Approaching the project
Assuming the decision is made to restore the existing windows, it is important to perform a survey. A larger project warrants hiring a professional to document the windows by numbering them on elevations of the building, and then charting the type, size, and condition of the glass, presence or absence, and types of hardware, and frame condition in a spreadsheet. Documenting the frame includes checking the putty and sealant, operability, condition of the paint finish, presence of corrosion, loss of section, warping or bowing, and anchorage. The drawings and spreadsheet should explain exactly how many and what kind of windows will be restored, the level of preparation required, how much of the glass or hardware needs replacement etc. The window numbering needs to be transferred onto the windows with a permanent marker on waterproof tape, or similar. Since openings vary in dimension, and can be out of square, if sashes or frames are removed, they must be returned to the same openings.
An aspect of window restoration that should not be overlooked is the potential for hazardous materials. Older windows are likely to have lead-based paint, and/or putty that could contain asbestos. The substrates should be tested to determine what abatement will be necessary, prior to bidding, or any work on the windows. (For more information on dealing with hazardous materials, refer to Traditional Building’s April 2020 issue.)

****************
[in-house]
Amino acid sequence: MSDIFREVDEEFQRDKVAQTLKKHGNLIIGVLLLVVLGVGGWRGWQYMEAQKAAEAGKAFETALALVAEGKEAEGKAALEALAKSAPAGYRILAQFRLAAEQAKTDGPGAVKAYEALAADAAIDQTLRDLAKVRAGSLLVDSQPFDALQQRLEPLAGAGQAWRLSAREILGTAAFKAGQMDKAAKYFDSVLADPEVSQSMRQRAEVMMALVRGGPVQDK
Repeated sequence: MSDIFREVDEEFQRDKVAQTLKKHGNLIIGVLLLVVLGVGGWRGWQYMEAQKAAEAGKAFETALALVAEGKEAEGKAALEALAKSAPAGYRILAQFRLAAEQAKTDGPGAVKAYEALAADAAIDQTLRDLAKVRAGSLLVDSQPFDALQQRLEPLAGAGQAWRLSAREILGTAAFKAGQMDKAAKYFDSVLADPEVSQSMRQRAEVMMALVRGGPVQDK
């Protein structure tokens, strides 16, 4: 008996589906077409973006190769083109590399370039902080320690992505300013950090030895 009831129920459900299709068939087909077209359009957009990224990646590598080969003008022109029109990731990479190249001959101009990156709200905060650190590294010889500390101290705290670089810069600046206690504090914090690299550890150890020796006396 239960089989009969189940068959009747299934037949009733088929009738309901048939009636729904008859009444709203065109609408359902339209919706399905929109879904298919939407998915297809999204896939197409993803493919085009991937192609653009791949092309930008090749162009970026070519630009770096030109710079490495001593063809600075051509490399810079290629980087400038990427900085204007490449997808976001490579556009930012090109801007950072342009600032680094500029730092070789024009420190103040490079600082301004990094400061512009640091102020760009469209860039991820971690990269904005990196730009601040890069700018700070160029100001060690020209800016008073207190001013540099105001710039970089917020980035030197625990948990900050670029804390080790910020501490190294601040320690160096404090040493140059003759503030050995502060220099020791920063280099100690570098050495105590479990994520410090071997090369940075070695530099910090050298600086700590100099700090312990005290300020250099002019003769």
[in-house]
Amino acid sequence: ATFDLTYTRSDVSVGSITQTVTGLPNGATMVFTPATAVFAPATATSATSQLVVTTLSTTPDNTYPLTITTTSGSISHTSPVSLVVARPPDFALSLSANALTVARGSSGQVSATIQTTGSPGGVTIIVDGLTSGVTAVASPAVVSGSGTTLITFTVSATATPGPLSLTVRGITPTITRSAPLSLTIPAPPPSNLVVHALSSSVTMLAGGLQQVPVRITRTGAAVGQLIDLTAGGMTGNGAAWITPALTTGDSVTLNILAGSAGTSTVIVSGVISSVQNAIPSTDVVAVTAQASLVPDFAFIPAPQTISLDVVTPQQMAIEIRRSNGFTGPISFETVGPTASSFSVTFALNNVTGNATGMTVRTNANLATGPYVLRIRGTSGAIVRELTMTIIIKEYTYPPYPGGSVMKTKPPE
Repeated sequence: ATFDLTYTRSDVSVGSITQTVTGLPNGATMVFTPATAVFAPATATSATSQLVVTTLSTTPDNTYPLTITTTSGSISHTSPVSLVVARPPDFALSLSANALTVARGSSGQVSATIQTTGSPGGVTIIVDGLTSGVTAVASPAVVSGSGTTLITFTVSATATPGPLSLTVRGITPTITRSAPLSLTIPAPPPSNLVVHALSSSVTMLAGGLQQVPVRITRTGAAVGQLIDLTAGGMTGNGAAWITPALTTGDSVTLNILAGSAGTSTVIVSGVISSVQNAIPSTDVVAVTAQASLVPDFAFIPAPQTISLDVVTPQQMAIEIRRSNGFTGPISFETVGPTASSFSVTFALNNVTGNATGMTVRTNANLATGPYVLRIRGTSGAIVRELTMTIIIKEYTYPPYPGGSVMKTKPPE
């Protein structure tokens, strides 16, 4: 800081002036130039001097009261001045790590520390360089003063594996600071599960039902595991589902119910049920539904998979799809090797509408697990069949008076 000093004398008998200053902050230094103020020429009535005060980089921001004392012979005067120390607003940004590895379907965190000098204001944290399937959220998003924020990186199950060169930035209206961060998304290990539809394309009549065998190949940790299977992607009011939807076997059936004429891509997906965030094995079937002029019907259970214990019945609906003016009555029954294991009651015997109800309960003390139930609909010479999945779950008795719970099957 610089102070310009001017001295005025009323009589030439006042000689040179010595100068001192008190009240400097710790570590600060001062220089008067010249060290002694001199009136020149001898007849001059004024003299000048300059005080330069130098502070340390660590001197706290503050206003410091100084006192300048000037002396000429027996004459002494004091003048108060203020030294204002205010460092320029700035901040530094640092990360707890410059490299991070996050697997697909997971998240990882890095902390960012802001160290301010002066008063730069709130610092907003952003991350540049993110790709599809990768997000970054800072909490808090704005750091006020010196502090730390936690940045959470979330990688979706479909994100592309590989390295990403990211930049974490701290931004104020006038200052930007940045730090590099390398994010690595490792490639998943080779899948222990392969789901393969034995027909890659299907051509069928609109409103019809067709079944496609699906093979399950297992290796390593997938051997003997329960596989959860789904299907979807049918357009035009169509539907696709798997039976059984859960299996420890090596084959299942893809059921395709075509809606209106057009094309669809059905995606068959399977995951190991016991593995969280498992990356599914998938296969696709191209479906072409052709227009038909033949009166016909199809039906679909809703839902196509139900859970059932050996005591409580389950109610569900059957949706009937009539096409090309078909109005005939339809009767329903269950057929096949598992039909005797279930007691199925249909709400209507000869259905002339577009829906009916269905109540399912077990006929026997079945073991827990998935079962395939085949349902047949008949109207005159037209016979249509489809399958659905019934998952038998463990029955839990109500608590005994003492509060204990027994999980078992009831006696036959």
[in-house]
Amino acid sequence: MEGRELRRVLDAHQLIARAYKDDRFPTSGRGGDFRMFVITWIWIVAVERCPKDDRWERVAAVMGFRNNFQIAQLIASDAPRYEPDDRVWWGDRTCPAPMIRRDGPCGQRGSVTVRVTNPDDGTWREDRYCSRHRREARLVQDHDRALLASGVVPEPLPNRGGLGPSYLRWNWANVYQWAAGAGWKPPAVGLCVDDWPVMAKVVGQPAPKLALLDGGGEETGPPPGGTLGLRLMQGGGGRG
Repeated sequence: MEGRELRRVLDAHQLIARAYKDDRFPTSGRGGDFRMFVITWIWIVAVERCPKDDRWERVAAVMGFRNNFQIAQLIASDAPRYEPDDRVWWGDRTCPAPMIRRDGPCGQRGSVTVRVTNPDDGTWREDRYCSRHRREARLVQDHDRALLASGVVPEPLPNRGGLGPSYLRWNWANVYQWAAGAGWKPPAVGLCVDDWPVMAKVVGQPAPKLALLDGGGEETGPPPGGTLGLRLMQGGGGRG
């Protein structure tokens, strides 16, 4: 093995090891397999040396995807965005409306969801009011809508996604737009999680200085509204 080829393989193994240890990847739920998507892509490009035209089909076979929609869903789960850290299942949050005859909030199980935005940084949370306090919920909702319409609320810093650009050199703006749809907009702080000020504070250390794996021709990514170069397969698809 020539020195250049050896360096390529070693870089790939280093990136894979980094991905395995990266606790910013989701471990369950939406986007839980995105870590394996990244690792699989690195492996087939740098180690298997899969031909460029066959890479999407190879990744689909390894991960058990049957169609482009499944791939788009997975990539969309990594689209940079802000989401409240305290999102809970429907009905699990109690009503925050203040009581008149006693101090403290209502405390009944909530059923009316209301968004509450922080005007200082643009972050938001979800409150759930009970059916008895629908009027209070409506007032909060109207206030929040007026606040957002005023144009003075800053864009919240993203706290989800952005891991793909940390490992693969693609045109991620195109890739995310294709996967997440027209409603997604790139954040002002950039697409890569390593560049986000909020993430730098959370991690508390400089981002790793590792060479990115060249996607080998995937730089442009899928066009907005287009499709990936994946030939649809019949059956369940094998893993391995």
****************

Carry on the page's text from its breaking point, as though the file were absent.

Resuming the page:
Once survey documents are complete, they can be circulated to several qualified contractors with sufficient experience and reputation in the type of window project at hand (material, size, style, and operation). An historic building is not an appropriate vehicle to chance inexperienced contractors. Referrals from trusted colleagues can locate suitable candidates, but if that is not possible, the Window Preservation Alliance (windowpreservationalliance.org) has a list of contractors that can be sorted by state, as a starting point. While WPA does not endorse any company, their list provides a selection that can be contacted to solicit references. By checking these references, a short list of qualified contractors can be assembled. With a select list of three or four contractors equally vetted and issued survey documents, the pricing will be competitive, and qualified.
Types of deterioration
With all types of metal windows, corrosion is the typical cause of warped, jammed or failing frames. The oxidation of bronze results in solubilized copper being deposited on the adjacent substrate below the building and is not typically a problem. Oxidation of ferrous metals, by contrast, expands six times the original volume of the substrate and this phenomenon results in several subsequent problems. Loss of paint film is the initial tell-tale sign of initial corrosion. A raised finish and pitting are considered heavy corrosion. Sometimes heavy corrosion of a frame mounted securely to an immovable substrate will cause bowing and warping of the frame or sash. The worst case is corrosion progressing to the point where there is delamination, section loss, or portions of the frame are missing.